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2009 Riesling Hochrain, Smaragd, Hirtzberger

2009 Riesling Hochrain, Smaragd, Hirtzberger

White | Drink now | Weingut Franz Hirtzberger | Code:  952693 | 2009 | Austria > Wachau | Riesling | Medium-Full Bodied, Dry | 14.0 % alcohol

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Wines sold "In Bond" (including BBX) or “En Primeur” are not available for immediate delivery and storage charges may apply.

Duty and VAT must be paid separately before delivery can take place.

Bottle 6 x 75cl 1cs

£180.00
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The Producer

Weingut Franz Hirtzberger

Weingut Franz Hirtzberger

Weingut Hirtzberger is owned and managed by one of the best and most well-known producers in the Wachau valley, Franz Hirtzberger. Franz and his family took control of this estate, which is one of the oldest in the region and is situated in Spitz, from his father in 1983. He has always been a perfectionist, a fact which is reflected in his top-quality wines that have been awarded numerous awards.

The vineyards at Weingut Hirtzberger are planted with 45% Grüner Veltliner, 40% Riesling and small quantities of Pinot Gris, Pinot Blanc and Chardonnay account for the balance. All the wines are fermented in stainless steel and aged in classic 30-50 hectolitre wooden barrels. Just behind the 13th century house is the `Singerriedel' vineyard site, located on steep slopes facing south-southeast, which produces one of Austria's most celebrated Rieslings. `Honivogl' is Hirtzberger's most important Grüner Veltliner vineyard and is grown on primary rock at the foot of `Singerriedel'.

The Grape

Riesling

Riesling

Riesling's twin peaks are its intense perfume and its piercing crisp acidity which it manages to retain even at high ripeness levels.

In Germany, Riesling constitutes around 20% of total plantings, yet it is responsible for all its greatest wines. It is planted widely on well-drained, south-facing slate-rich slopes, with the greatest wines coming from the best slopes in the best villages. It produces delicate, racy, nervy and stylish wines that cover a wide spectrum of flavours from steely and bone dry with beautifully scented fruits of apples,apricots, and sometimes peaches, through to the exotically sweet flavours of the great sweet wines.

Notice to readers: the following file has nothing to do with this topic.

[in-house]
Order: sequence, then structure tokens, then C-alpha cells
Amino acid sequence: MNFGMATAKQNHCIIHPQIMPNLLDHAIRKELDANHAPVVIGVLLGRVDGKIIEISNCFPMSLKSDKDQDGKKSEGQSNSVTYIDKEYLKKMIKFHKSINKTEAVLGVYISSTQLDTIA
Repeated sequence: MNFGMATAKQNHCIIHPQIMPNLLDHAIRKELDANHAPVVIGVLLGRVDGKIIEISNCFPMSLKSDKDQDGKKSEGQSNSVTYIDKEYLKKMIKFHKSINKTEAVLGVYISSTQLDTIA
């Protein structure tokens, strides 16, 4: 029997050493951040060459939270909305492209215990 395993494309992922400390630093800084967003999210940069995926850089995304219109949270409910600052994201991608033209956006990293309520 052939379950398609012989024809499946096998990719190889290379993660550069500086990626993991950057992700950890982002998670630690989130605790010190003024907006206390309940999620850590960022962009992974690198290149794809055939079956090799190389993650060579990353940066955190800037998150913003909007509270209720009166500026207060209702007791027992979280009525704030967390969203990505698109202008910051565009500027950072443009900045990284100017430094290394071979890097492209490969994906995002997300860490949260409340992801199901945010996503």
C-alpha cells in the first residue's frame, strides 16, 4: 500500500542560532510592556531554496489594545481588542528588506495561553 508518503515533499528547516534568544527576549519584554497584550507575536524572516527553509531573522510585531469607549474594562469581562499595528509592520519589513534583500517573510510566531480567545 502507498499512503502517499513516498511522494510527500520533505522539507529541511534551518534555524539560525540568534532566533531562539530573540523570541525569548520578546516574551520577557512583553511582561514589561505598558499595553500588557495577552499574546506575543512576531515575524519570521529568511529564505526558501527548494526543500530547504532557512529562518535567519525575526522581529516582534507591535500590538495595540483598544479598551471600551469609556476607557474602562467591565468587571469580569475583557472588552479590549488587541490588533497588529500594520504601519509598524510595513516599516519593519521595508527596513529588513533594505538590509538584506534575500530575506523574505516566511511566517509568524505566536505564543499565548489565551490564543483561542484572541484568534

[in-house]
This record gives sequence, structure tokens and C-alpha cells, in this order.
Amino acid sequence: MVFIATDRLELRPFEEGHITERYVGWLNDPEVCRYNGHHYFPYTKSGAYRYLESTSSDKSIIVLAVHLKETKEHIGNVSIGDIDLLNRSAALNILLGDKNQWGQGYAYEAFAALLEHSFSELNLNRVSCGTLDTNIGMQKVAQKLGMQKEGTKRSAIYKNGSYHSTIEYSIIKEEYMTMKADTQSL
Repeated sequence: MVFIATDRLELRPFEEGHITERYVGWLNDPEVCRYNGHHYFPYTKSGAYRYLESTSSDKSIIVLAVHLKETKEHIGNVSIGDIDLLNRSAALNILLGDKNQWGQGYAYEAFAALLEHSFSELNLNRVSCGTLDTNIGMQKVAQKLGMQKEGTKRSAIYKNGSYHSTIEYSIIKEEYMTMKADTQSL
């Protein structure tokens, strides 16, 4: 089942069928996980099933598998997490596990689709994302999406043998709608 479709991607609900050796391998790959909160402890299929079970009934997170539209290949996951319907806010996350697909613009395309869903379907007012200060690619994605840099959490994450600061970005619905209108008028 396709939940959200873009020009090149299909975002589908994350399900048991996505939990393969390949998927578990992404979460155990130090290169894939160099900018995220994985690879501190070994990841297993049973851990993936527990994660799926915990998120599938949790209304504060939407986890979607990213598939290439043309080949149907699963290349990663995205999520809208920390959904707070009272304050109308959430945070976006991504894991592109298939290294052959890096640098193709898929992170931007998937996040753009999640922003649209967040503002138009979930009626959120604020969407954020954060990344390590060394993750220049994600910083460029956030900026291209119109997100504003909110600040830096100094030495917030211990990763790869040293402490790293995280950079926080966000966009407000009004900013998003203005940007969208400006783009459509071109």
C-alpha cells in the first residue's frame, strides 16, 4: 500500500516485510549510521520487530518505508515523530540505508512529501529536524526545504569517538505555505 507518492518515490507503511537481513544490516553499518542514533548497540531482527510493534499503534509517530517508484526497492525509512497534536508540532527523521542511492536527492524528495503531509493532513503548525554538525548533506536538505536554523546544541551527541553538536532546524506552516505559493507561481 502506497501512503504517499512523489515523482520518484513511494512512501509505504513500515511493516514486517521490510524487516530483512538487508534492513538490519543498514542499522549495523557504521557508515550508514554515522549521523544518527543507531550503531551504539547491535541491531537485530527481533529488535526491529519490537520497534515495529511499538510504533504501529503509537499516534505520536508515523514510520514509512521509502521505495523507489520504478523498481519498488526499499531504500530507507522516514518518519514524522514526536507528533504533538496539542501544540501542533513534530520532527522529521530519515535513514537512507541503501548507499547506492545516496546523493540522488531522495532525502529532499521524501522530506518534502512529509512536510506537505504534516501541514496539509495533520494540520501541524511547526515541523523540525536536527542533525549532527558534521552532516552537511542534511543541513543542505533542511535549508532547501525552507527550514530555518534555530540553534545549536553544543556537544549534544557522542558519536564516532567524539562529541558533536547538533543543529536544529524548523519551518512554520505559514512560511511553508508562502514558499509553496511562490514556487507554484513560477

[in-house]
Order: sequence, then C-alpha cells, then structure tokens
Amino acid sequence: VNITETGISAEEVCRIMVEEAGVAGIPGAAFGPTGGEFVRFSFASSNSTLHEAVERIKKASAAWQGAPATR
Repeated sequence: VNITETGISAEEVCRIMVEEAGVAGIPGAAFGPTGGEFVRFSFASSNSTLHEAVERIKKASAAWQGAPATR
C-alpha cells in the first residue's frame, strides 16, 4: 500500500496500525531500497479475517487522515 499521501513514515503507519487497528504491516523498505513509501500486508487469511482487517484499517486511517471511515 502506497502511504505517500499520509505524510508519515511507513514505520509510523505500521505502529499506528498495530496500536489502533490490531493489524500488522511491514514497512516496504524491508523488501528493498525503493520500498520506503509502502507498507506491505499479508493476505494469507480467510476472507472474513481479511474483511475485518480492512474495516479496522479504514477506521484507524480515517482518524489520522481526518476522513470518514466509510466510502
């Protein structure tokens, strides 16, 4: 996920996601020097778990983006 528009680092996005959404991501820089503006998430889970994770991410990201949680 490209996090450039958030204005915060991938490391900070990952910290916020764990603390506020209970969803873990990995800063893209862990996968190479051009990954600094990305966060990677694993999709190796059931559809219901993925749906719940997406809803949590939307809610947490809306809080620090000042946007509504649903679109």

It is also an important variety in Alsace where it produces slightly earthier, weightier and fuller wines than in Germany. The dry Rieslings can be austere and steely with hints of honey while the Vendages Tardives and Sélection de Grains Nobles are some of the greatest sweet wines in the world.

It is thanks to the New World that Riesling is enjoying a marked renaissance. In Australia the grape has developed a formidable reputation, delivering lime-sherbet fireworks amid the continental climate of Clare Valley an hour's drive north of Adelaide, while Barossa's Eden Valley is cooler still, producing restrained stony lime examples from the elevated granitic landscape; Tasmania is fast becoming their third Riesling mine, combining cool temperatures with high UV levels to deliver stunning prototypes.

New Zealand shares a similar climate, with Riesling and Pinot Gris neck to neck in their bid to be the next big thing after Sauvignon Blanc; perfectly suited is the South Island's Central Otago, with its granitic soils and continental climate, and the pebbly Brightwater area near Nelson. While Australia's Rieslings tend to be full-bodied & dry, the Kiwis are more inclined to be lighter bodied, more ethereal and sometimes off-dry; Alsace plays Mosel if you like.

The Region

Wachau

The sweeping, steep terraces of the Wachau, in Lower Austria, on the northern banks of the Danube, an hour’s drive west from Vienna, are home to Austria’s greatest dry white wines.  

Here Riesling and Grüner Veltliner excel in producing wines of startling purity and pristine intensity.  The climate changes slightly to produce the warmer, richer wines around Dürnstein and Loiben, to steely yet opulent wines around Spitz.  

Recommended Producers

Toni Bodenstein of Weingut Prager epitomises the former, whilst Franz and Irmgard Hirtzberger’s vineyards are the ultimate expression of the latter.  The region uses a unique system of classification to indicate the level of ripeness at harvest.  Steinfeder is the lightest, with an alcohol of around 10%, then Federspiel, which must not exceed 12% and finally Smaragd, named after an emerald green lizard found in the vineyards, which are assertive, late-harvested wines, but fermented to dryness.

Storage Details
 
Storage in BB&R Warehouses
 

  Wines bought from Berry Bros. & Rudd can be stored
in our temperature controlled warehouses.
We can only accept orders for unmixed cases.
Storage Charges:
£12.00 (inc. VAT)
per case per annum
Customer Reserves For wines purchased In Bond,
Duty & VAT charges become payable upon withdrawing from your reserves.
BBX wines can only be bought In Bond.
More information on wine storage
£10.20 (inc. VAT)
per case per annum
for Cellar Plan Members
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